In the air conditioning apparatus for construction vehicles disclosed JP-Y2-5-3365, a layout in which an evaporator and a heater core are both disposed substantially horizontally, overlapping one above the other, has been proposed. However, in this air conditioning apparatus, a blower body is formed as a separate unit from the body of the air conditioning apparatus in which the evaporator and heater core are incorporated, an inlet port and an outlet port of the blower body are connected to the body of the air conditioning apparatus in reversed directions during the cooling operation and during the heating operation, and air is blown from below to above within the body of the air conditioning apparatus during the cooling operation and from above to below within the body of the air conditioning apparatus during the heating operation.

Therefore, since an extremely complicated work for attaching and detaching by hand is required to switch the direction of connection of the inlet port and outlet port of the blower body between the cooling operation and the heating operation with respect to the body of the air conditioning unit, there causes a problem that the operation of the air conditioning apparatus is markedly impeded, thus making it impossible to apply to a vehicle such as a passenger car or the like.

SUMMARY OF THE INVENTION

Accordingly, in view of the foregoing points, it is an object of the present invention to provide an air-conditioning apparatus for a vehicle, in which a heat exchanger for conditioning air, at least a heat exchanger for heating (heater core) is disposed substantially horizontally so as to blow air from below to above the heat exchanger for heating, capable of downsizing an air conditioning unit and reducing air flow resistance more effectively with a simple structure.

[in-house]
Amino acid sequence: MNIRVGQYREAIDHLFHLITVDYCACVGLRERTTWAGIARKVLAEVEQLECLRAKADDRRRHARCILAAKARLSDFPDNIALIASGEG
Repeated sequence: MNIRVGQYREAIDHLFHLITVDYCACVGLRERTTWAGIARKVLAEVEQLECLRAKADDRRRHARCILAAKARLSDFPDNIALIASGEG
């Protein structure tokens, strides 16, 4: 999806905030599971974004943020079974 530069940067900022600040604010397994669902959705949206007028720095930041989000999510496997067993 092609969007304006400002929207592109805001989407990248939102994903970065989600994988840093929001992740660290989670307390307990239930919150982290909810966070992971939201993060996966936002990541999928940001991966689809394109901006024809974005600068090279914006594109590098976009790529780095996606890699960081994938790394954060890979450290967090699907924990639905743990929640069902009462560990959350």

An air conditioning apparatus for a vehicle having a passenger compartment, according to the present invention, includes a blower for blowing conditioned air, a heating heat exchanger disposed substantially horizontally, into which blown air blown by the blower is introduced from a lower side thereof, for heating and discharging the blown air upwardly, a foot air outlet opened to a foot area in the passenger compartment to supply conditioned air thereto, and a foot air duct to introduce the conditioned air heated by the heating heat exchanger from an upper portion of the heating heat exchanger to the foot air outlet. The foot air duct includes a passage portion passing through an outlet side path of the blower.

In this way, since the heating heat exchanger is disposed substantially horizontally, the blown air is introduced from the lower side, and the air is introduced out upwardly, and therefore, a dimension of the air conditioning apparatus in the vehicle-longitudinal direction can be greatly reduced without an air duct portion in the vehicle-longitudinal direction of the air conditioning apparatus.